Carlos Ortiz Analyzes in ARM Compliance Digest: CFPB Denies Petition From Title Lender That Argued CID Was Too Broad
In the May 24, 2021 edition of the ARM Compliance Digest, Hinshaw partner Carlos Ortiz discusses the denial by the Consumer Financial Protection Bureau of a petition from an auto title lender to modify or set aside a civil investigative demand looking into the company’s debt collection practices, among other areas of the business:
The Consumer Financial Protection Bureau (CFBP) has reinforced its authority to issue broad civil investigative demands (CID.) Earlier this year, it issued a CID to TMX Finance LLC (TMX), seeking documents, various data, written reports, and responses to interrogatories. The subject CID, a type of administrative subpoena, is the first issued by the CFPB under acting director Dave Uejio, who was tapped by President Biden to fill the post in January after Kathleen Kraninger resigned. TMX requested that the CID either be narrowed or set aside, but Director Uejio denied that request. TMX first argued that the CID was invalid because the CID’s Notification of Purpose was broad in that it failed to provide the company with fair notice of the nature of the agency’s investigation. A CID’s Notification of Purpose cannot use such "broad language" that it is impossible for a reviewing court to apply the following three-pronged test, which evaluates whether (1) the inquiry is within the authority of the agency, (2) the demand is not too indefinite, and (3) the information sought is reasonably relevant. See Consumer Fin. Prot. Bureau v. Accrediting Council for Indep. Colls. & Schs., 854 F.3d 683, 691 (D.C. Cir. 2017). Here, Director Uejio reasoned that the agency he oversees informed TMX that the CFBP was investigating conduct in connection with the "extension of credit, servicing of loans, processing of payments, or collection of debt" as potential violations of the Consumer Financial Protection Act, 12 U.S.C. § 5531, and that the notice was sufficient for a court to apply the three-pronged test.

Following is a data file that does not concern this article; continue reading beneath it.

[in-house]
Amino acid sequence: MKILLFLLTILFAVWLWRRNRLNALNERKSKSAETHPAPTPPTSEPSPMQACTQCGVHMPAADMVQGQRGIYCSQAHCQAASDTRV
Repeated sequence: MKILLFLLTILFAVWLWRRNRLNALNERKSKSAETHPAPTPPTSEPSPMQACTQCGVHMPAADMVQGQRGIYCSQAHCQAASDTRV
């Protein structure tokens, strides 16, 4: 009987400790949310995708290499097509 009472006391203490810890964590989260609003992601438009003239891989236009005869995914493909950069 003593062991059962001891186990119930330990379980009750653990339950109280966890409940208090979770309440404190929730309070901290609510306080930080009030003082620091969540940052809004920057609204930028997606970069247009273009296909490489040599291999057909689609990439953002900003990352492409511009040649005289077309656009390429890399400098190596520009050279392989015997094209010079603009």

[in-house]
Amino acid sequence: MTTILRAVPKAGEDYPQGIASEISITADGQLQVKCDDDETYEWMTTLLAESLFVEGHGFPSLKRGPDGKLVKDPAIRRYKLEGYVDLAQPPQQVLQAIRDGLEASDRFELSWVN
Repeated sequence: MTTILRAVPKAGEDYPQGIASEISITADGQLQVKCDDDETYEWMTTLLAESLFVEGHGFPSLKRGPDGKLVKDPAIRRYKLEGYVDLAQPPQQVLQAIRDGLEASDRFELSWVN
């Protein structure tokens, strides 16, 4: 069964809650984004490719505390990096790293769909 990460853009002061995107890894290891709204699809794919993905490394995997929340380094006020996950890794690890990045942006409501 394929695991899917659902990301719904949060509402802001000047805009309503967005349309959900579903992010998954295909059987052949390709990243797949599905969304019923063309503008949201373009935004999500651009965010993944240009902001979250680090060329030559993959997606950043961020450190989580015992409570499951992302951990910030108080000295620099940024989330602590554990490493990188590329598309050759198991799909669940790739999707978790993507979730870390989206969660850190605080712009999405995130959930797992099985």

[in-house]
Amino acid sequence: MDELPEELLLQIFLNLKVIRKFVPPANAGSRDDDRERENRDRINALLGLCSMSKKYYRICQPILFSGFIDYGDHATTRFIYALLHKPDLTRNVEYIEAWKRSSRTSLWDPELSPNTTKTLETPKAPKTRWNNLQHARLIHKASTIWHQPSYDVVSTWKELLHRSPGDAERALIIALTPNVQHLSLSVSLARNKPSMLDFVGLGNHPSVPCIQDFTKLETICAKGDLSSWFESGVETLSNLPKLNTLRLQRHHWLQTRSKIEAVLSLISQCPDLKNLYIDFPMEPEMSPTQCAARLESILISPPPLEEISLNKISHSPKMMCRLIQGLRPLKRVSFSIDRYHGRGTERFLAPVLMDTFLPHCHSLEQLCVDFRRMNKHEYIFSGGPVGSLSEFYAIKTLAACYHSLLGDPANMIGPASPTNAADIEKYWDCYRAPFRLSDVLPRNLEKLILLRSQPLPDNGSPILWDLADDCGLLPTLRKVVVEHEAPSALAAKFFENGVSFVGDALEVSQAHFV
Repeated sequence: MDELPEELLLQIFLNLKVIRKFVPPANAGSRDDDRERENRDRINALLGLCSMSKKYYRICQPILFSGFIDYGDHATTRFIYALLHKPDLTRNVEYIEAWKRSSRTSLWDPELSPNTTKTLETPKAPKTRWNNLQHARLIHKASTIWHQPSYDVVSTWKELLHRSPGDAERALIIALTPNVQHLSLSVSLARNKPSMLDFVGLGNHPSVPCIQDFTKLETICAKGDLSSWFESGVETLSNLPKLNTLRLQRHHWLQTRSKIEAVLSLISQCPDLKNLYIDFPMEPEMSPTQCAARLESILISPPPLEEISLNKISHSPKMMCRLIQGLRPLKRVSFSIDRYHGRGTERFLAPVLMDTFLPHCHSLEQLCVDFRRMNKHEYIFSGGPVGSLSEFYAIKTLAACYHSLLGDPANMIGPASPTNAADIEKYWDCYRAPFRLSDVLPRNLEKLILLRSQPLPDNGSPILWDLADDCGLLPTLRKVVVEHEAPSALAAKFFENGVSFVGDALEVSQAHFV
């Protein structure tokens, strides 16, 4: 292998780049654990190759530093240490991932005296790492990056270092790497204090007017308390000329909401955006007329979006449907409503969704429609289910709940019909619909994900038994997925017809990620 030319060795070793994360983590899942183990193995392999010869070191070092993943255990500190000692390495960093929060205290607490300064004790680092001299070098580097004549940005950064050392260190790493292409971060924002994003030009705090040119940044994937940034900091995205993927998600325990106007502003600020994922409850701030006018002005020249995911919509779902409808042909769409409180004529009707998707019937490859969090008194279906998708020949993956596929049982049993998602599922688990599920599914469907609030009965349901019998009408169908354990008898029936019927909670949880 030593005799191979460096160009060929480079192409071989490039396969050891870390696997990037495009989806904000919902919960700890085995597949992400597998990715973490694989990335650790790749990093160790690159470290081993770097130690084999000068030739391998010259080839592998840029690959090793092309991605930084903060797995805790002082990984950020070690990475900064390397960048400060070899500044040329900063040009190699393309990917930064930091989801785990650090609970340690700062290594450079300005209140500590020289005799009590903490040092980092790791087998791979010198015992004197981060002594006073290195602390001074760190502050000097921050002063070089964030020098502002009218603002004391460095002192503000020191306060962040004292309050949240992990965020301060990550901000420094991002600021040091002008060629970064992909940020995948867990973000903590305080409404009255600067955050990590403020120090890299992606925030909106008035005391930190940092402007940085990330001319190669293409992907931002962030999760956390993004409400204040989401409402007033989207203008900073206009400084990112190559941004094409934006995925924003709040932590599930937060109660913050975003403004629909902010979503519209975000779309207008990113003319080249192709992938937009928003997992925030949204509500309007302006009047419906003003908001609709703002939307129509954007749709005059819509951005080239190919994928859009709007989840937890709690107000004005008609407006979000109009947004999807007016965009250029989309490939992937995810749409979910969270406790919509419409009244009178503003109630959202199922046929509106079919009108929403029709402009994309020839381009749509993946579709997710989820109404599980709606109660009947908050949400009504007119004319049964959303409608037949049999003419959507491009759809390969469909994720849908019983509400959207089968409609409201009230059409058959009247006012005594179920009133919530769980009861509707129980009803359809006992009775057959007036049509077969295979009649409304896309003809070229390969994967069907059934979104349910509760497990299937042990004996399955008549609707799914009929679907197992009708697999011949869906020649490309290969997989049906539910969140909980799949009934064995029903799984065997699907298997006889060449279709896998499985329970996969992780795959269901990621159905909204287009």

TMX also argued that the subject CID was invalid because the activities it identified constituted the entirety of the company’s business. Director Uejio also disagreed with this argument based on case law that held the nothing prohibits the CFPB from investigating the totality of a company’s business activities, and that courts have previously enforced administrative subpoenas regarding conduct that is coextensive with the recipient’s business activity. CFBP v. Heartland Campus Solutions, 747 Fed. App’x 44, 48 (3d Cir. 2018).
Amongst the other arguments that Director Uejio considered was that TMX should be permitted to supplement its timely objections to the CID with additional factual and legal objections. According to Director Uejio, the CFBP’s rules do not provide for such a supplement. He pointed to a rule that states that "any petition" shall be filed “within 20 calendar days after service” of the CID, and any such petition must "set forth all factual and legal objections…." 12 C.F.R. § 1080.6(e). Because TMX did not raise the arguments in its supplement within the time period provided, Director Uejio deemed those arguments to be waived.
This decision exemplifies CFBP’s current position that it has broad authority regarding CID’s. It is also important to note that it will enforce its rules strictly, especially when it comes to timeliness of objections to CID’s.